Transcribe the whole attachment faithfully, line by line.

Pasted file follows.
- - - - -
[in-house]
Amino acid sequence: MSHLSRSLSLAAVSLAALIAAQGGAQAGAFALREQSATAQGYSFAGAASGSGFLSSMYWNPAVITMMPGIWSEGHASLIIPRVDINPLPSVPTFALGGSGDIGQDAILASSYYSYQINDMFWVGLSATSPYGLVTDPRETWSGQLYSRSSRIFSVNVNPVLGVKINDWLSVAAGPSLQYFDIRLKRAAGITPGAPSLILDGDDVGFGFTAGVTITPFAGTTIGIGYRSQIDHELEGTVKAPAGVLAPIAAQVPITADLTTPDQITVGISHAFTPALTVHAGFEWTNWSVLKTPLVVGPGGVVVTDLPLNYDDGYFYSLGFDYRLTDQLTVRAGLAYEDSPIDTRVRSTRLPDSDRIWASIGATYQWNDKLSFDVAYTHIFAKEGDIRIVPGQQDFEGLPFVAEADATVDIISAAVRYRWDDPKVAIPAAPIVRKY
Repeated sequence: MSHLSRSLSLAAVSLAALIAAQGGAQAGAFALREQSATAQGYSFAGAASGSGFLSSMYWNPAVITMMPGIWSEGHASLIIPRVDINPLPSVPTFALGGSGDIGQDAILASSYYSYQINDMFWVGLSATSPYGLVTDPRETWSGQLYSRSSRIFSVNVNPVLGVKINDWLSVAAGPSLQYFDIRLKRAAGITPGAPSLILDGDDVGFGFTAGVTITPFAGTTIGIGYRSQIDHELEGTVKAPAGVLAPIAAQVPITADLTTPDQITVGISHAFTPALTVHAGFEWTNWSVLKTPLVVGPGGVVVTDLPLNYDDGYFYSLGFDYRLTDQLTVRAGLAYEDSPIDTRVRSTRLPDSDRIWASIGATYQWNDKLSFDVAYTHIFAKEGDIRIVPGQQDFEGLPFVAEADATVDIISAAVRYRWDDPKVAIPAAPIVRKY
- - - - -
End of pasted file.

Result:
[in-house]
Amino acid sequence: MSHLSRSLSLAAVSLAALIAAQGGAQAGAFALREQSATAQGYSFAGAASGSGFLSSMYWNPAVITMMPGIWSEGHASLIIPRVDINPLPSVPTFALGGSGDIGQDAILASSYYSYQINDMFWVGLSATSPYGLVTDPRETWSGQLYSRSSRIFSVNVNPVLGVKINDWLSVAAGPSLQYFDIRLKRAAGITPGAPSLILDGDDVGFGFTAGVTITPFAGTTIGIGYRSQIDHELEGTVKAPAGVLAPIAAQVPITADLTTPDQITVGISHAFTPALTVHAGFEWTNWSVLKTPLVVGPGGVVVTDLPLNYDDGYFYSLGFDYRLTDQLTVRAGLAYEDSPIDTRVRSTRLPDSDRIWASIGATYQWNDKLSFDVAYTHIFAKEGDIRIVPGQQDFEGLPFVAEADATVDIISAAVRYRWDDPKVAIPAAPIVRKY
Repeated sequence: MSHLSRSLSLAAVSLAALIAAQGGAQAGAFALREQSATAQGYSFAGAASGSGFLSSMYWNPAVITMMPGIWSEGHASLIIPRVDINPLPSVPTFALGGSGDIGQDAILASSYYSYQINDMFWVGLSATSPYGLVTDPRETWSGQLYSRSSRIFSVNVNPVLGVKINDWLSVAAGPSLQYFDIRLKRAAGITPGAPSLILDGDDVGFGFTAGVTITPFAGTTIGIGYRSQIDHELEGTVKAPAGVLAPIAAQVPITADLTTPDQITVGISHAFTPALTVHAGFEWTNWSVLKTPLVVGPGGVVVTDLPLNYDDGYFYSLGFDYRLTDQLTVRAGLAYEDSPIDTRVRSTRLPDSDRIWASIGATYQWNDKLSFDVAYTHIFAKEGDIRIVPGQQDFEGLPFVAEADATVDIISAAVRYRWDDPKVAIPAAPIVRKY